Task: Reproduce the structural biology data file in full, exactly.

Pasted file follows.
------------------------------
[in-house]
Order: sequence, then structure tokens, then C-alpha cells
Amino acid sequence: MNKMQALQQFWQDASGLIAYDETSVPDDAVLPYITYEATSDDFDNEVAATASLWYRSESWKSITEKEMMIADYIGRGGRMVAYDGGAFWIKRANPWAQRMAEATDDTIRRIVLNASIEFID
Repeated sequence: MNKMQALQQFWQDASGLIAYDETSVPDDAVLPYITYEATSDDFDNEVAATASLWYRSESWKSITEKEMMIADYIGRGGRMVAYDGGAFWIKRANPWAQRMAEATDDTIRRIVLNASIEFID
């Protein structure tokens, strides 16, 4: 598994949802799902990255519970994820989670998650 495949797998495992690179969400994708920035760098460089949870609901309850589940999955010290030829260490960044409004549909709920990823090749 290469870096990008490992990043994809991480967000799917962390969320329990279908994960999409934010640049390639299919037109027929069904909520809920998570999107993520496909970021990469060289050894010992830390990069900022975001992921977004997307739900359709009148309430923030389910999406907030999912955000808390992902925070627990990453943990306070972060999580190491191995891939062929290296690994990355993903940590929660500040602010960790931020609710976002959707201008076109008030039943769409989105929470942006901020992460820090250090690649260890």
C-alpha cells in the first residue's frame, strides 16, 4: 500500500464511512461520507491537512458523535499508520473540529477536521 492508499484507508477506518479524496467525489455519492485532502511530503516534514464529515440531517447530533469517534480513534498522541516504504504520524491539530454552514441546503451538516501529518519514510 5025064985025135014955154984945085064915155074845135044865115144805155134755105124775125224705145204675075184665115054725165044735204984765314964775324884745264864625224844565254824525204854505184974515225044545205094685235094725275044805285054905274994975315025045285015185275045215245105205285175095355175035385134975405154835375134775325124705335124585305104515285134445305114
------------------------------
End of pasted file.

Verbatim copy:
[in-house]
Order: sequence, then structure tokens, then C-alpha cells
Amino acid sequence: MNKMQALQQFWQDASGLIAYDETSVPDDAVLPYITYEATSDDFDNEVAATASLWYRSESWKSITEKEMMIADYIGRGGRMVAYDGGAFWIKRANPWAQRMAEATDDTIRRIVLNASIEFID
Repeated sequence: MNKMQALQQFWQDASGLIAYDETSVPDDAVLPYITYEATSDDFDNEVAATASLWYRSESWKSITEKEMMIADYIGRGGRMVAYDGGAFWIKRANPWAQRMAEATDDTIRRIVLNASIEFID
């Protein structure tokens, strides 16, 4: 598994949802799902990255519970994820989670998650 495949797998495992690179969400994708920035760098460089949870609901309850589940999955010290030829260490960044409004549909709920990823090749 290469870096990008490992990043994809991480967000799917962390969320329990279908994960999409934010640049390639299919037109027929069904909520809920998570999107993520496909970021990469060289050894010992830390990069900022975001992921977004997307739900359709009148309430923030389910999406907030999912955000808390992902925070627990990453943990306070972060999580190491191995891939062929290296690994990355993903940590929660500040602010960790931020609710976002959707201008076109008030039943769409989105929470942006901020992460820090250090690649260890």
C-alpha cells in the first residue's frame, strides 16, 4: 500500500464511512461520507491537512458523535499508520473540529477536521 492508499484507508477506518479524496467525489455519492485532502511530503516534514464529515440531517447530533469517534480513534498522541516504504504520524491539530454552514441546503451538516501529518519514510 5025064985025135014955154984945085064915155074845135044865115144805155134755105124775125224705145204675075184665115054725165044735204984765314964775324884745264864625224844565254824525204854505184974515225044545205094685235094725275044805285054905274994975315025045285015185275045215245105205285175095355175035385134975405154835375134775325124705335124585305104515285134445305114